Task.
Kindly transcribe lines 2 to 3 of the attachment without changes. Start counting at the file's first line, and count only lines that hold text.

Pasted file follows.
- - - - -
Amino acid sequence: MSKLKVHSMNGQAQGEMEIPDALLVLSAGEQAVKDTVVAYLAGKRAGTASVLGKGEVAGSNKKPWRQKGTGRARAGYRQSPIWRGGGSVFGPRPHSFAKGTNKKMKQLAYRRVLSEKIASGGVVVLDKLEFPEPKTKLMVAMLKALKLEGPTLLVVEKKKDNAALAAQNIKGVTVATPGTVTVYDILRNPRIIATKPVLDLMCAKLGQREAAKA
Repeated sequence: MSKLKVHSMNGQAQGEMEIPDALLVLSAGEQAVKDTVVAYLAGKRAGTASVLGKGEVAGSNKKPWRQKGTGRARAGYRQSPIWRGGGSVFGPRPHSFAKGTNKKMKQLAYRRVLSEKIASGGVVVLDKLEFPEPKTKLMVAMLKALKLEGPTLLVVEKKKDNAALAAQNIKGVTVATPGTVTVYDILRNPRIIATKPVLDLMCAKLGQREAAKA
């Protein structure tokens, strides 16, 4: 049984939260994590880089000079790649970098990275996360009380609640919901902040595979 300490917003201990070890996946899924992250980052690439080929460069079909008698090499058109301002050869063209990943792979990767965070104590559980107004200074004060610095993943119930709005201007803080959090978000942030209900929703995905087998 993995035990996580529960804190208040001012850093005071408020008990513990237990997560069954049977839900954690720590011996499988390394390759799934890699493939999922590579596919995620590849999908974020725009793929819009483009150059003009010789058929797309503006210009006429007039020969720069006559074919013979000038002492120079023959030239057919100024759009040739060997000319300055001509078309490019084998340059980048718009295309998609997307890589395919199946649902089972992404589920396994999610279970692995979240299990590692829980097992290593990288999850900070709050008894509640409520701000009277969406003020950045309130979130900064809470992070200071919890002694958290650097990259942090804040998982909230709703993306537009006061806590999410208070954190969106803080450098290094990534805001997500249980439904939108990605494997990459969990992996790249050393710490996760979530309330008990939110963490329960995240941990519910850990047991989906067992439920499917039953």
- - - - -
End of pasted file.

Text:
Repeated sequence: MSKLKVHSMNGQAQGEMEIPDALLVLSAGEQAVKDTVVAYLAGKRAGTASVLGKGEVAGSNKKPWRQKGTGRARAGYRQSPIWRGGGSVFGPRPHSFAKGTNKKMKQLAYRRVLSEKIASGGVVVLDKLEFPEPKTKLMVAMLKALKLEGPTLLVVEKKKDNAALAAQNIKGVTVATPGTVTVYDILRNPRIIATKPVLDLMCAKLGQREAAKA
């Protein structure tokens, strides 16, 4: 049984939260994590880089000079790649970098990275996360009380609640919901902040595979 300490917003201990070890996946899924992250980052690439080929460069079909008698090499058109301002050869063209990943792979990767965070104590559980107004200074004060610095993943119930709005201007803080959090978000942030209900929703995905087998 993995035990996580529960804190208040001012850093005071408020008990513990237990997560069954049977839900954690720590011996499988390394390759799934890699493939999922590579596919995620590849999908974020725009793929819009483009150059003009010789058929797309503006210009006429007039020969720069006559074919013979000038002492120079023959030239057919100024759009040739060997000319300055001509078309490019084998340059980048718009295309998609997307890589395919199946649902089972992404589920396994999610279970692995979240299990590692829980097992290593990288999850900070709050008894509640409520701000009277969406003020950045309130979130900064809470992070200071919890002694958290650097990259942090804040998982909230709703993306537009006061806590999410208070954190969106803080450098290094990534805001997500249980439904939108990605494997990459969990992996790249050393710490996760979530309330008990939110963490329960995240941990519910850990047991989906067992439920499917039953």